|NSDT Update: "The Kyosh"|
- By: Mike Argue
"Kybosh"...a word that has become synonymous with some members of our team. For those of you who are not familiar with this word, as I wasn't before returning to Canmore this summer, the "kybosh" is what happens to an athlete who is forced to miss a training session or training sessions due to fatigue. The kybosh is usually administered by an athlete's coach, though the "self-kybosh" may sometimes also occur. The predominant indicators of whether or not the kybosh will be "handed down" are the athlete's personal feeling and the Rusko heart rate monitor test. Other possible indicators that an athlete is tired and in need of a rest are things such as low heart rates during intensity and high lactate numbers during easy training. It is when these decisions are handed down, that your mind comes into play. While you are lying in bed, watching TV, or simply doing an easy hour, your teammates are out working hard, digging deep in their intensity and strength sessions and in your view preparing much more efficiently for the upcoming racing season. We are competitive endurance athletes and it is natural for us to want to train more than the next person. At these low moments you have to realize that our training season is long and that a missed session here and there is not the end of the world. It is when it becomes an ongoing saga of poor Ruskos and tired legs that you have to start to explore the idea that something may be wrong. You have to look at your lifestyle habits. Getting enough sleep and eating can have a detrimental effect on performance if they are not done properly. Along with this it can be helpful to visit a doctor and make sure that you haven't picked up a virus or something worse.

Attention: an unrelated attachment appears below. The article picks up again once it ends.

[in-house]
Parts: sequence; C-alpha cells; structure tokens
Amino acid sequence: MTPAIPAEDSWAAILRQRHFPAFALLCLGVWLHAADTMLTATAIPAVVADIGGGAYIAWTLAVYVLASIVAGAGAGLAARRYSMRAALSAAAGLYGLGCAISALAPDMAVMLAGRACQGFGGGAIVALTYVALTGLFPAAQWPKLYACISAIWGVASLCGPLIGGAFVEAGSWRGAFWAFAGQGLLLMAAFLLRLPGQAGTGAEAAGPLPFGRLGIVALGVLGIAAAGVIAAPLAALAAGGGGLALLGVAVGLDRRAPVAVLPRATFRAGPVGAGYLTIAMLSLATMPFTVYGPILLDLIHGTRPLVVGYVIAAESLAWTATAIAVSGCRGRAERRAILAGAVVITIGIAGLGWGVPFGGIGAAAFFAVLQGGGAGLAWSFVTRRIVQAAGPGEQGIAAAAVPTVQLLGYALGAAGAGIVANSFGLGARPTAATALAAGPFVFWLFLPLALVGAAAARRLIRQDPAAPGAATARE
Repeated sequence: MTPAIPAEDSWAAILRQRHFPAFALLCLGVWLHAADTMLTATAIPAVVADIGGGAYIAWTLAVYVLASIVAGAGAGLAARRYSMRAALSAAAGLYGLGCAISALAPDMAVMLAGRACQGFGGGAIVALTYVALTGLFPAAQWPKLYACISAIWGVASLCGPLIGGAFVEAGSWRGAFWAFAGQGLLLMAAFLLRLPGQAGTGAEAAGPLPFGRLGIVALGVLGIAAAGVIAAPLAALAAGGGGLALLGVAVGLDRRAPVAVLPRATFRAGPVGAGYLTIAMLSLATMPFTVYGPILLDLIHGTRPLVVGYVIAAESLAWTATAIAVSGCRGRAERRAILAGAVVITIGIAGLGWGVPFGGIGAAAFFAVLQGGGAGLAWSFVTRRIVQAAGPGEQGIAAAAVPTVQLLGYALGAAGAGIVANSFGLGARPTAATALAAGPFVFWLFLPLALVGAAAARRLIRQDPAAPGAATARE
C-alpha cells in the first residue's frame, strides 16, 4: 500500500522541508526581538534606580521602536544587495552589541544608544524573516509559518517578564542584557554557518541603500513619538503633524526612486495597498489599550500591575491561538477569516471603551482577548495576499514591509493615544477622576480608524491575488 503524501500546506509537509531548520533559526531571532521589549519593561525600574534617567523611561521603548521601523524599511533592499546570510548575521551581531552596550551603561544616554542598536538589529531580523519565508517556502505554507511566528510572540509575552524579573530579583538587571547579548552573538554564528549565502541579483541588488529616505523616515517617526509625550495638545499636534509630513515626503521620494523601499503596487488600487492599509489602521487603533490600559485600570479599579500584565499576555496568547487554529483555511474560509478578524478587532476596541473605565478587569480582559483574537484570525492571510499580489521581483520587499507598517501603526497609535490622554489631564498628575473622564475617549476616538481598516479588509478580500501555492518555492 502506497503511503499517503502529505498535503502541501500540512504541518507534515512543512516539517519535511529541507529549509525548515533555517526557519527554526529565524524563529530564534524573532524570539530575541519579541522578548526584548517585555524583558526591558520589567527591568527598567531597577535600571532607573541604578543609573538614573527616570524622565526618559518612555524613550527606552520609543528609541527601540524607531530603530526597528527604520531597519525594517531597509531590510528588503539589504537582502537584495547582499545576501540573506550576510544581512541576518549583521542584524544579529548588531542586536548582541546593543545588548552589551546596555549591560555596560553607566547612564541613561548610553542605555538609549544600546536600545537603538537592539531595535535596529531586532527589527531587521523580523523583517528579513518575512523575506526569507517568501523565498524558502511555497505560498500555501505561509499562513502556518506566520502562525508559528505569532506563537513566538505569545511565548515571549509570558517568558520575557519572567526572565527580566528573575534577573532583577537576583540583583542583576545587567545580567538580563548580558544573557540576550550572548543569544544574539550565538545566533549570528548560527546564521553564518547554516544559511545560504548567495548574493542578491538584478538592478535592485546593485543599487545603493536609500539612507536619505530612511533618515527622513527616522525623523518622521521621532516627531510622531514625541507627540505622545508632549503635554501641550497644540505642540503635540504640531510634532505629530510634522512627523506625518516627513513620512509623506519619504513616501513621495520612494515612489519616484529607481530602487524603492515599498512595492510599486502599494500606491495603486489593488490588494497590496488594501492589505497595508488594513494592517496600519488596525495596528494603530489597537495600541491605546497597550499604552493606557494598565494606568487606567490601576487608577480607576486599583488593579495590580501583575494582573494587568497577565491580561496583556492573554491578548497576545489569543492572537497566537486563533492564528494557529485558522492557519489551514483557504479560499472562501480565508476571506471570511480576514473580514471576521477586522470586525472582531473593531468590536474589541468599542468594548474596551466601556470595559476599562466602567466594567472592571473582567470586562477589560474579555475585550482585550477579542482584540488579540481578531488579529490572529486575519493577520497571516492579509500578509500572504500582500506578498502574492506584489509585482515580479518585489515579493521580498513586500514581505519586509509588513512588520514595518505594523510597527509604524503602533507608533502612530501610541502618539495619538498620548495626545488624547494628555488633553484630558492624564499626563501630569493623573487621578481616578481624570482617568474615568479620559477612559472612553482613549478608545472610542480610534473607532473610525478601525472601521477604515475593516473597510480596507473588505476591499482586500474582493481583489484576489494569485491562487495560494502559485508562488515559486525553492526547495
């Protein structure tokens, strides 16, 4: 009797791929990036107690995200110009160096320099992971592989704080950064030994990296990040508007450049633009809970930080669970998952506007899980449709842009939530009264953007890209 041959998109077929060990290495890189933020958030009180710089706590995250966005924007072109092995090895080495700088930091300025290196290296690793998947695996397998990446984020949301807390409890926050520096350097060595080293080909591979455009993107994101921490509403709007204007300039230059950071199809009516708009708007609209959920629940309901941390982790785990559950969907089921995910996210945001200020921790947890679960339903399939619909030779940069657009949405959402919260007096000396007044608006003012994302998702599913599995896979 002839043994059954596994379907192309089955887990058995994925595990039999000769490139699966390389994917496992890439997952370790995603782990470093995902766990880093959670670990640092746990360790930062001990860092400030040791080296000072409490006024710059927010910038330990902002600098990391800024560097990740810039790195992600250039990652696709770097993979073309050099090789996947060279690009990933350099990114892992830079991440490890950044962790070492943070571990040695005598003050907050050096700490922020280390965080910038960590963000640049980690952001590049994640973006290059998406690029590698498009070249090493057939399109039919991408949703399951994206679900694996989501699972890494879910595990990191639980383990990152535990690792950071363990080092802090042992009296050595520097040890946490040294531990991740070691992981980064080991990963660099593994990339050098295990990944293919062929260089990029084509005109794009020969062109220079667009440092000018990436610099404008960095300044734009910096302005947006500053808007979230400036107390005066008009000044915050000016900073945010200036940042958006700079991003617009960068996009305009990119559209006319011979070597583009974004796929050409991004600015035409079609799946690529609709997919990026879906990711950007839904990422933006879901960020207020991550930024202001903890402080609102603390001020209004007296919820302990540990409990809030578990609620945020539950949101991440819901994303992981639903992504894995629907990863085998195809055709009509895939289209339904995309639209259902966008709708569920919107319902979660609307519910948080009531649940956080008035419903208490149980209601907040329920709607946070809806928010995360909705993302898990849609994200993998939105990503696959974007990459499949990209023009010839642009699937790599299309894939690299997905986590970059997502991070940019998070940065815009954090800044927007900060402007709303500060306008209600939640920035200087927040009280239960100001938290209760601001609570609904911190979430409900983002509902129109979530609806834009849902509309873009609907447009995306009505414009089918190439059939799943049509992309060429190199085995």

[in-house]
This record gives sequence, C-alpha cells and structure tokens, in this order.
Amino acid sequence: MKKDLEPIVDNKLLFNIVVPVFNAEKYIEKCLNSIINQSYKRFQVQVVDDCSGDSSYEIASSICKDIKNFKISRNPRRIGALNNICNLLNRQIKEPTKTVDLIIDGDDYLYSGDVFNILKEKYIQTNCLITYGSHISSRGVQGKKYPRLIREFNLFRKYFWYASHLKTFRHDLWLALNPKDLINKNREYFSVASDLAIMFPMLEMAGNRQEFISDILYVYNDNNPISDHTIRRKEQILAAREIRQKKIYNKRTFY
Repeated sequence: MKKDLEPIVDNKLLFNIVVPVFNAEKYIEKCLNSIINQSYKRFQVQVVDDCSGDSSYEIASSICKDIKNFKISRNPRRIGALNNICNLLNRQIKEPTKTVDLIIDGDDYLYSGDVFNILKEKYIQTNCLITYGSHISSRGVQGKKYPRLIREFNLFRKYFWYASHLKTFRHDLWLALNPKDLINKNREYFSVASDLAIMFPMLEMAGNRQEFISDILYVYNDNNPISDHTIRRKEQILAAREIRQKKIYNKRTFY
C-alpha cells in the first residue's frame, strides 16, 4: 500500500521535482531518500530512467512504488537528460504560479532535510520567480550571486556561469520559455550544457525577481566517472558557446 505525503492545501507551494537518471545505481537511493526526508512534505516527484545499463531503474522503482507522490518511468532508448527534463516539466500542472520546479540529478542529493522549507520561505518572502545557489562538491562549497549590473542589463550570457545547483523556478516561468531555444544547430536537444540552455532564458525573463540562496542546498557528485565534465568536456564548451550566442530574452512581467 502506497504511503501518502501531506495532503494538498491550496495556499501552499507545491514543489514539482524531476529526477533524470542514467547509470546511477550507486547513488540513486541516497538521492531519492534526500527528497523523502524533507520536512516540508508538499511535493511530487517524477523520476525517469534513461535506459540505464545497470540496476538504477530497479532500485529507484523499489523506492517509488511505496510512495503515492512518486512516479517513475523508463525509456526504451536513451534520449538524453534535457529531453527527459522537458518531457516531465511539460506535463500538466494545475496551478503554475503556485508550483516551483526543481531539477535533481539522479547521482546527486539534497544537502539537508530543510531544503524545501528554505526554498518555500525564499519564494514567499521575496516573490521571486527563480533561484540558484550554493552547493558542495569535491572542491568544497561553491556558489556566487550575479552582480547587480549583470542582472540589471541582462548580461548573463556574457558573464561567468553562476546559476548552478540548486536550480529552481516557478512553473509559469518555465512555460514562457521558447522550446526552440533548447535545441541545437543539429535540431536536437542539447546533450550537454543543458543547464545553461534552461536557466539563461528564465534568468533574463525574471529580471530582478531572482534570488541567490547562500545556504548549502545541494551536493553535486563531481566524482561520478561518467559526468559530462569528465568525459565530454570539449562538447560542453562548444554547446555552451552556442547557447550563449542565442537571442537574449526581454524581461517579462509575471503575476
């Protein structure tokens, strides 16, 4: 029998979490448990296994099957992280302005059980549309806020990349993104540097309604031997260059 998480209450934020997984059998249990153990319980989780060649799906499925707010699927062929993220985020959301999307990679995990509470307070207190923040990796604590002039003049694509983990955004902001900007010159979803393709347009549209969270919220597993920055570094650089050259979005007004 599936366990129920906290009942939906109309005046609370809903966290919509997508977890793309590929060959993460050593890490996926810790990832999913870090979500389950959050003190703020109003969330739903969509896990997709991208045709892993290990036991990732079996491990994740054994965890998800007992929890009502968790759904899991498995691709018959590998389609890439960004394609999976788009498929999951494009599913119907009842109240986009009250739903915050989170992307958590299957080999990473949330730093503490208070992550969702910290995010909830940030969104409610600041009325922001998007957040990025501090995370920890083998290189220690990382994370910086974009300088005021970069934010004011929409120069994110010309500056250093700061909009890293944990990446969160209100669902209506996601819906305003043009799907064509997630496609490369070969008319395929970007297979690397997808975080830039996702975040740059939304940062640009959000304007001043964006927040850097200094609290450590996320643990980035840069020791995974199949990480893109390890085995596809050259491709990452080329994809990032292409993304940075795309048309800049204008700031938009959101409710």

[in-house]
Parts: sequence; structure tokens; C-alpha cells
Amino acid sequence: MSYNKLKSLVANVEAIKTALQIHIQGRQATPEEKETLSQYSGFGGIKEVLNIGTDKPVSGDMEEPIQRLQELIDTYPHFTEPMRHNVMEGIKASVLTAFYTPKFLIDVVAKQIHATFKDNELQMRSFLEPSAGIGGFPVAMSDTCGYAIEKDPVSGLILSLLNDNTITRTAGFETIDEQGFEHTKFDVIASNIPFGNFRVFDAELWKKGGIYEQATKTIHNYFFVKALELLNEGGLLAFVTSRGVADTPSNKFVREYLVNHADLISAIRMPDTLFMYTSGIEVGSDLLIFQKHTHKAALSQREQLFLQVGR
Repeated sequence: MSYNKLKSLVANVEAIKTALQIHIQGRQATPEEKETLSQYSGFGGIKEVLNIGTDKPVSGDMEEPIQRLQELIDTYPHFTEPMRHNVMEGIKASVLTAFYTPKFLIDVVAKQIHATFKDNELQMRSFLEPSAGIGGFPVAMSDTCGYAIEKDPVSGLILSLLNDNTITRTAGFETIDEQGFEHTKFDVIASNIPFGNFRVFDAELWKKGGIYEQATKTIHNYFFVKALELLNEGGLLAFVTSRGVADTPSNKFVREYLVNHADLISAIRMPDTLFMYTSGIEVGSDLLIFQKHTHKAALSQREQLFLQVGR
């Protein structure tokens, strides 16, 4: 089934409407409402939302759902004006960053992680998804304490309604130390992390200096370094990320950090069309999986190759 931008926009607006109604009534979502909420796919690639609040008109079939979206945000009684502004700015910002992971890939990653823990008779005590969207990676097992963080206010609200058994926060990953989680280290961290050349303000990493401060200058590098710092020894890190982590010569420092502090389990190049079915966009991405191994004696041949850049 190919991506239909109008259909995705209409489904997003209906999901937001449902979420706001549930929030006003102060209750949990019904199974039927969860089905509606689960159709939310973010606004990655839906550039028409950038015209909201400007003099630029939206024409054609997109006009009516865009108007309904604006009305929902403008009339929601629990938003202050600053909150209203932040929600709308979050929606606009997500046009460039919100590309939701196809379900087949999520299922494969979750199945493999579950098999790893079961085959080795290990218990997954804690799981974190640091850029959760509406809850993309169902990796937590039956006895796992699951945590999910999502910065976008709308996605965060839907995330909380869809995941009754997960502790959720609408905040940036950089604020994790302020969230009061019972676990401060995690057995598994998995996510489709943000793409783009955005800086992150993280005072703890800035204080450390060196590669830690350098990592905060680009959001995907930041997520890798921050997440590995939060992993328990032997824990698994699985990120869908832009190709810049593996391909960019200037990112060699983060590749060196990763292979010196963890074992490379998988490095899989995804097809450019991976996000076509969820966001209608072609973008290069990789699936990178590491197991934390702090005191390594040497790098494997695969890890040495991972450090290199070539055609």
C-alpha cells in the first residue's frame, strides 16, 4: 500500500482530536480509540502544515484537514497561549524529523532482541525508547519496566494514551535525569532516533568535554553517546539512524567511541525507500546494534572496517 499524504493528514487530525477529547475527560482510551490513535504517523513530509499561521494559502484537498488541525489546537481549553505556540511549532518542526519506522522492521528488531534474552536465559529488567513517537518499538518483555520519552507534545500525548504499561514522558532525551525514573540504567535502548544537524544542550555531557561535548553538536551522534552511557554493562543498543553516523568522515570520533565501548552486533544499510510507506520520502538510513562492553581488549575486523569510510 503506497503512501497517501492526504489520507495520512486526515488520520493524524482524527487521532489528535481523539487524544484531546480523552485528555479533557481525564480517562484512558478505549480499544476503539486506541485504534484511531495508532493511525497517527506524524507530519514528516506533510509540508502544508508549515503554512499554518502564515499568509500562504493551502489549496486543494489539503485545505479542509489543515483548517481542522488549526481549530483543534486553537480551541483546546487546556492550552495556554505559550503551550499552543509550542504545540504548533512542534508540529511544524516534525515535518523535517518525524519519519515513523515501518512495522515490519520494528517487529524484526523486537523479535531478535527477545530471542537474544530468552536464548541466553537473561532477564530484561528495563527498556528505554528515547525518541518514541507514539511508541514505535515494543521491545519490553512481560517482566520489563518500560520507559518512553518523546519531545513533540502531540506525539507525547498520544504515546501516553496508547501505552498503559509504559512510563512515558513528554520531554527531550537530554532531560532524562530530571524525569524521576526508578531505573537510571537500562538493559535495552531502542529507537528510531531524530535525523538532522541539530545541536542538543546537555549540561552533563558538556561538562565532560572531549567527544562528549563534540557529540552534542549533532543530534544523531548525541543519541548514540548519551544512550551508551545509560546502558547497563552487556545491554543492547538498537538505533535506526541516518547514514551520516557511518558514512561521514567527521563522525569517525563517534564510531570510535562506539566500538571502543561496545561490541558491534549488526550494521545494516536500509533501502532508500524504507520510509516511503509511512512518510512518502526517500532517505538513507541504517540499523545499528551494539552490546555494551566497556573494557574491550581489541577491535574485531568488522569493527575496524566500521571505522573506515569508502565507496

This brings us to my current predicament. Having enjoyed what I deemed to be a strong summer of training, after arriving in Canmore my energy seems to have dwindle and during my Rusko tests I see little or no recovery. Because of this I have not participated in recent intensity and strength sessions and I am now waiting for the results of a blood test in hope that all will be well and I can get back into hurting myself. As I have already said, with both dry-land and on snow it is a very long season. But at this point, time is precious. With the race season beginning in early November, it leaves little time for mistakes. I shall pray for a good Rusko...
Enjoy the last breath of warmer weather before the real on-snow fun begins.
|(Mike Argue is a loyal NWT athlete who committed to skiing as a Junior Man and has quickly made a name for himself in the Canadian ski world. Mike now lives in Canmore for most of the year where he pursues his Olympic dreams.)|
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